What Competitive Pay Is and How to Negotiate for It

By Anil Sharma · June 21, 2024 · 6 minute read

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What Competitive Pay Is and How to Negotiate for It

“Competitive pay” is a term commonly used among employers looking to attract qualified candidates to their business. Offering competitive pay means providing a compensation level that is equal to or above the market rate for a given position, geography, or industry.

Competitive pay typically includes base salary as well as additional employment benefits such as a signing bonus, health insurance, retirement benefits, or stock options offered to an employee.

Why Is Competitive Pay Important?

In highly competitive job fields, or when there is a shortage of talent, offering competitive pay can be a powerful lever for employers to attract and retain highly qualified employees. At the same time, employees who are in high demand might choose to seek out competitive pay in order to earn more than their counterparts at other companies.

Competitive pay is ultimately a measure of an employee or job candidate’s value to the business, and is something that can be offered by an employer or negotiated by an employee or candidate.

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What Determines Competitive Pay?

Competitive pay rates can be determined by a variety of factors:


Where you are physically located can greatly impact the competitiveness of the pay you are offered. For example, an employee in a metropolitan area like New York or San Francisco with a higher cost of living may be able to earn more than a counterpart in a more affordable geographical area. Certain states also have higher minimum wage standards, which can increase the average compensation for any job offered within that state.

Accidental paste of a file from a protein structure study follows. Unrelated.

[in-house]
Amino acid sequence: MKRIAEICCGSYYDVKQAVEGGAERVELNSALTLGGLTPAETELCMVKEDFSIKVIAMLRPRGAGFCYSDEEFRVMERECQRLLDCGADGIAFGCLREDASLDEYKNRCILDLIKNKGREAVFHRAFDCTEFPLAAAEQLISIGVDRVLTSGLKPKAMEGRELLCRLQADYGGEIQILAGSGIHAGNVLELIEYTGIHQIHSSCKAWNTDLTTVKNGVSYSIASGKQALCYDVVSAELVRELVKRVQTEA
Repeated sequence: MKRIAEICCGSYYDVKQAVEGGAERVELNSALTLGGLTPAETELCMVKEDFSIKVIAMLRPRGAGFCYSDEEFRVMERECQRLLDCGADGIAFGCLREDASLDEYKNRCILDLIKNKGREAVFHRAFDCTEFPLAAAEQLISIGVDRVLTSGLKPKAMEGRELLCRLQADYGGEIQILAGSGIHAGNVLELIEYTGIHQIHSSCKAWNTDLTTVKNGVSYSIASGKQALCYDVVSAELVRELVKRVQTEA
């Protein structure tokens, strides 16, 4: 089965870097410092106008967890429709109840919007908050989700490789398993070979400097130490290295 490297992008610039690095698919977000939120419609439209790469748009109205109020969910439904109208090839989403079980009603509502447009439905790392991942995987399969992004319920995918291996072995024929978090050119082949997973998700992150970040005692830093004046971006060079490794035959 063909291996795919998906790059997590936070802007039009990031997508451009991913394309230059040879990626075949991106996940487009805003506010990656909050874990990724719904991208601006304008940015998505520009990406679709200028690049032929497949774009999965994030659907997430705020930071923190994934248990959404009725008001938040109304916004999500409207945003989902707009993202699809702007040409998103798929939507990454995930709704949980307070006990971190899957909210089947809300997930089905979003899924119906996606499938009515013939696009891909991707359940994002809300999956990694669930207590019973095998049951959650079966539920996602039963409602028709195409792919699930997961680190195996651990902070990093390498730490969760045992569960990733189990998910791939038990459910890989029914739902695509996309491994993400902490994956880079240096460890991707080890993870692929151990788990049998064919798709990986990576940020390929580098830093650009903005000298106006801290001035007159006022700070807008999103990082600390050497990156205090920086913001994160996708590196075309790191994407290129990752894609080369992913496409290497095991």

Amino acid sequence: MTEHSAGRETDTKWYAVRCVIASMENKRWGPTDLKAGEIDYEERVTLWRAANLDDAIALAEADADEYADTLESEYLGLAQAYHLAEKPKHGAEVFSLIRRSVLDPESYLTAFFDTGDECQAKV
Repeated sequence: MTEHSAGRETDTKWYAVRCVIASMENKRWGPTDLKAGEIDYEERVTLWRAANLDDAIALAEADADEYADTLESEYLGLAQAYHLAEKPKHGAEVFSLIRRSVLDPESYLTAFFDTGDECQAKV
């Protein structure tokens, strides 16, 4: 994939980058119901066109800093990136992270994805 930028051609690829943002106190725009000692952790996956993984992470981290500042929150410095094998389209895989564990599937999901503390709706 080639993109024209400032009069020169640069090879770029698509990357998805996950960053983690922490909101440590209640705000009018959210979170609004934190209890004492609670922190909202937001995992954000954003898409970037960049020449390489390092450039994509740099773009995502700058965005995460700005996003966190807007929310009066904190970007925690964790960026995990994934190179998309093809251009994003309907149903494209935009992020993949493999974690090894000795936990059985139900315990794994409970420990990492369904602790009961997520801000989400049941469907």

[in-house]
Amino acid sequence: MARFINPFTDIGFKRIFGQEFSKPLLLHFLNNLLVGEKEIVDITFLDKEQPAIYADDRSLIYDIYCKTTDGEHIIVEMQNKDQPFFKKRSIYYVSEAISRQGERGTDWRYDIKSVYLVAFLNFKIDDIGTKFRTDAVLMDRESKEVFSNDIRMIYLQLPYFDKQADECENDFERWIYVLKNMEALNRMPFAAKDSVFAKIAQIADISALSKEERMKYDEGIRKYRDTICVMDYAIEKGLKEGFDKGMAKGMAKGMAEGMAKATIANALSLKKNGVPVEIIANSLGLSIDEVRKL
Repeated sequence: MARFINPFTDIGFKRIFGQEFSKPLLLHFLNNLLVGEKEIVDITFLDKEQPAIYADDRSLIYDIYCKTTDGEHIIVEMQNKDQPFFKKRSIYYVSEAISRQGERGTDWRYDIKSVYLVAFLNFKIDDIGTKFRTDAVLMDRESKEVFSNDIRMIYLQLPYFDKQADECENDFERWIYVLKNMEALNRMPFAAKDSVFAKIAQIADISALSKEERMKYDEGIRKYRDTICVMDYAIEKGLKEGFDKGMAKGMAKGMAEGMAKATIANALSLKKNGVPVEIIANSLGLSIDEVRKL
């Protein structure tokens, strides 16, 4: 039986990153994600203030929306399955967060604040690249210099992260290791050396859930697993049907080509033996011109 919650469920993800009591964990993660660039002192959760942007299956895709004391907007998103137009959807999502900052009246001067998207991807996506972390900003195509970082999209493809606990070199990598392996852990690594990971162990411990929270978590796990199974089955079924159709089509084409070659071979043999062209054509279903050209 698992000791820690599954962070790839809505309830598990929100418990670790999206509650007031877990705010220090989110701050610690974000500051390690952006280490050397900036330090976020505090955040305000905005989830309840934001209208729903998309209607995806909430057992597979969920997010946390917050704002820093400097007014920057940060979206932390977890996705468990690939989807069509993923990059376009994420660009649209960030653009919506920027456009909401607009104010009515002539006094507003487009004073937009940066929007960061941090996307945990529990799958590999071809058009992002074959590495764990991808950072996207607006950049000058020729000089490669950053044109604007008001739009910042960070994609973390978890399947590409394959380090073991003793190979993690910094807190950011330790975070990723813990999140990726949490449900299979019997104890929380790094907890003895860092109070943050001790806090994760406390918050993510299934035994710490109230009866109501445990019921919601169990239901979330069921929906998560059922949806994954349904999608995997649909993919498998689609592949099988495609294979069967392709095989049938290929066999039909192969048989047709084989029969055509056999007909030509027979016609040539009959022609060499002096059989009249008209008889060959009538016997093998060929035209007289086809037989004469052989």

Level of Education and Experience

Many jobs will offer competitive pay commensurate with a candidate’s education and experience. That means that a candidate with a college degree and 10 years of industry experience may be offered higher compensation than someone with no degree and fewer years of experience. Candidates with specialized degrees or certifications can sometimes use that to negotiate more-competitive pay.

Job Title and Industry

Most job titles and industries will have a baseline market pay rate that employers use to guide their job offerings and employee salaries. If you want to compare a job offer with the market, you can find market pay rates for most jobs on the Bureau of Labor of Statistics website or through websites like Indeed and Glassdoor.

Market Demand